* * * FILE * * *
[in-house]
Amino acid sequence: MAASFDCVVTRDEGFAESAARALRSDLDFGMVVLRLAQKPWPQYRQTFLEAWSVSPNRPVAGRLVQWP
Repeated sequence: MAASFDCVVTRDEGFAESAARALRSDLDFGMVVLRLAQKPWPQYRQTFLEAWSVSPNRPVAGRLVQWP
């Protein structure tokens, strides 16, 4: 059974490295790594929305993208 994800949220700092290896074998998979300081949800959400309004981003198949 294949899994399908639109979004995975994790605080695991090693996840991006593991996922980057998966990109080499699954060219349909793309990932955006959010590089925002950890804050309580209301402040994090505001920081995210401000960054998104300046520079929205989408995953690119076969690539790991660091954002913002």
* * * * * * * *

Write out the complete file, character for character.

[in-house]
Amino acid sequence: MAASFDCVVTRDEGFAESAARALRSDLDFGMVVLRLAQKPWPQYRQTFLEAWSVSPNRPVAGRLVQWP
Repeated sequence: MAASFDCVVTRDEGFAESAARALRSDLDFGMVVLRLAQKPWPQYRQTFLEAWSVSPNRPVAGRLVQWP
């Protein structure tokens, strides 16, 4: 059974490295790594929305993208 994800949220700092290896074998998979300081949800959400309004981003198949 294949899994399908639109979004995975994790605080695991090693996840991006593991996922980057998966990109080499699954060219349909793309990932955006959010590089925002950890804050309580209301402040994090505001920081995210401000960054998104300046520079929205989408995953690119076969690539790991660091954002913002």